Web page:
Fewer and fewer Germans live healthy

Fewer and fewer Germans live healthy

Only ten percent of Germans have a healthy lifestyle

The majority of Germans live unhealthily, especially in young and middle age, according to one of the key messages of the current DKV report "How healthy does Germany live?" On behalf of the German Health Insurance (DKV), experts from the Center for Health of the German Sport University Cologne conducted a survey on the health behavior of the population.

According to the results of the current survey, only one in ten Germans is convinced that they are living an all-round healthy lifestyle. Many of the respondents saw their personal deficits, particularly when it came to diet, exercise behavior and dealing with stress. The daily sitting times were also alarmingly high, especially among the younger respondents. Here, the leisure time in front of the PC or the pastime in social networks can be mentioned as one of the reasons for the insufficient physical activity. However, the lack of exercise was far less pronounced among older respondents. Overall, they rated their lifestyle as significantly healthier.

Over 3,000 people questioned about their health behavior In the representative survey for the DKV, 3,032 people were asked about their health behavior in everyday life. How much are you moving? What are you eating? How do you deal with alcohol and cigarettes? How stressed are you? With such questions, the scientists at the Cologne Sports University collected data for the analysis of the health behavior of the test subjects. Questions were also asked about mental balance and sleep behavior. "The results of the survey show bright and dark sides in the health behavior of Germans," said the DKV. Lack of exercise, unhealthy diet and stress are growing problems, but tobacco and alcohol are doing well. The number of smokers has decreased from 25 to 22 percent compared to the 2010 DKV report, and a comparable development was recorded for unhealthy alcohol consumption (decrease from 19 to 16 percent).

More than half of Germans are overweight? The development in nutrition and physical activities is of concern. Almost half of those surveyed felt that they were overweight. Most are well aware of the health risks from being overweight. 79 percent of those surveyed see obesity as "a major social problem." Clemens Muth, CEO of DKV, explained that overweight and lack of exercise harm more and more people's health. This leads "to cardiovascular diseases, diabetes and back pain", with correspondingly increasing costs in the healthcare system. Comprehensive prevention campaigns are needed here. This is also confirmed by the desire of 74 percent of those questioned for a traffic light system for labeling healthy and unhealthy foods.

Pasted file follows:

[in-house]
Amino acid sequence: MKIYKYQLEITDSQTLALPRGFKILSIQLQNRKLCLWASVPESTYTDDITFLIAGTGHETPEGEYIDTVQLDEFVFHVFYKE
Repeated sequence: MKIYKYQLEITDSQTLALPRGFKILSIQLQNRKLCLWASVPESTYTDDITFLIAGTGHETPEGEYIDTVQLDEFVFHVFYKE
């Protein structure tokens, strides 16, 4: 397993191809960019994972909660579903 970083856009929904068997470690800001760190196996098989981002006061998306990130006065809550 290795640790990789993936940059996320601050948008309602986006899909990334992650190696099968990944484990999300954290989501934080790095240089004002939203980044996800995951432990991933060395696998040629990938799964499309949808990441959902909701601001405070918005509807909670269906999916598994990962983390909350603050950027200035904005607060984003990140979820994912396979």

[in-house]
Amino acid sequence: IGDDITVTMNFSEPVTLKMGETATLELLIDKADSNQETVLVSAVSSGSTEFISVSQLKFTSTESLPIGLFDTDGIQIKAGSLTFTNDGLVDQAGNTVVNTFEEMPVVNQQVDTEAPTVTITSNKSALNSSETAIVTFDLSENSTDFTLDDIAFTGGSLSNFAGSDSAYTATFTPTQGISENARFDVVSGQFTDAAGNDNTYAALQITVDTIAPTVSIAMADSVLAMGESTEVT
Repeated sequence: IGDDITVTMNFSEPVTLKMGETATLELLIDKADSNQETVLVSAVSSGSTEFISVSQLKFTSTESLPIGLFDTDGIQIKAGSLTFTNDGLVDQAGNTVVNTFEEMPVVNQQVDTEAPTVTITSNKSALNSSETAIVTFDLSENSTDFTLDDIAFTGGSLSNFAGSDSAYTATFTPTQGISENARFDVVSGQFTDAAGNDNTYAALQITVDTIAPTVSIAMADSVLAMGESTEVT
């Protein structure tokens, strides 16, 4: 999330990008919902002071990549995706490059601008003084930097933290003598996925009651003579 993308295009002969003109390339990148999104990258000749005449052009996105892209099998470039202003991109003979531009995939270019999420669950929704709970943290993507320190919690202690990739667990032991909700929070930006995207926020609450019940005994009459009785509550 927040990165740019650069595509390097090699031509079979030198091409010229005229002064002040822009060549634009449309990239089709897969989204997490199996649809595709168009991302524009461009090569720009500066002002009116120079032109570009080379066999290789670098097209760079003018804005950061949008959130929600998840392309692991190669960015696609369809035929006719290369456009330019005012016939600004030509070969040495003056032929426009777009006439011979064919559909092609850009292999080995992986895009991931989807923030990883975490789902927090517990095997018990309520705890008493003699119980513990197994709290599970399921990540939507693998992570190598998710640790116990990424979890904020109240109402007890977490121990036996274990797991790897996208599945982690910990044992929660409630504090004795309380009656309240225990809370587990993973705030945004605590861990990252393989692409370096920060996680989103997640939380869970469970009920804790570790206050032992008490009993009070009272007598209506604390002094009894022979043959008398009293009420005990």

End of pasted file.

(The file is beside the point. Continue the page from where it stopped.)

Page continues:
Lack of exercise is a widespread problem The widespread lack of exercise goes hand in hand with increased overweight and, according to the results of the current DKV report, is also becoming a growing problem. Almost half of the respondents did not come up with the World Health Organization's (WHO) minimum recommendation of 150 minutes of moderate physical activity per week. "The number of people who give their body a sufficient amount of exercise has decreased further compared to the DKV Report 2010," reports the DKV. The most common is lack of exercise in the middle age groups, but also the 18 to 29 year olds are increasingly becoming a lack of exercise. Overall, terrifying "thirty percent of all respondents stated that they were not physically active at all in their free time," according to the DKV.

Young people with long daily sitting times The scientific head of the DKV report, Ingo Froböse from the Center for Health at the German Sport University in Cologne, explained in view of the widespread lack of exercise: "We drive in the car, work on the computer, and in our free time our media usage increases. The body remains passive while we let off steam in social networks. ”This can also be seen in the sitting times of the respondents. The youngest participants in the survey (18 to 29-year-olds) recorded the longest sitting times with an average of six hours a day. However, the long sitting time does not necessarily have to lead to weight problems. "Too little exercise is harmful to everyone's health, but it doesn't make everyone fat," says Froböse.

Does high income protect against mental health problems? The focal points of psychological stability and sleep behavior, which were also queried, make it clear that every fifth respondent is not balanced and shows signs of listlessness and depressed mood, reports the DKV. "The number of people affected increases with body weight and decreases with higher educational status and higher income", the health insurance company said. Accordingly, people with higher incomes felt significantly more vital on average than people with low incomes. "With more than 4,000 euros of household net income per month, the feeling of vitality", according to the DKV, "reaches the highest values." Most respondents also get a good night's sleep among the well-paid and those with a high level of education.

Women live healthier than men Another result of the DKV report is that women on average appear to be significantly healthier than men. They eat more consciously, exercise more and drink less alcohol. Regarding the health behavior of seniors (aged over 65 years), the current survey finds that they maintain the healthiest lifestyle of all age groups. The elderly were only more susceptible to psychological complaints. Overall, the current DKV report shows a negative development in the health behavior of Germans compared to the previous survey from 2010. Today, only 11 percent of those surveyed rate their lifestyle as completely healthy, compared to 14 percent of study participants two years ago. (fp)

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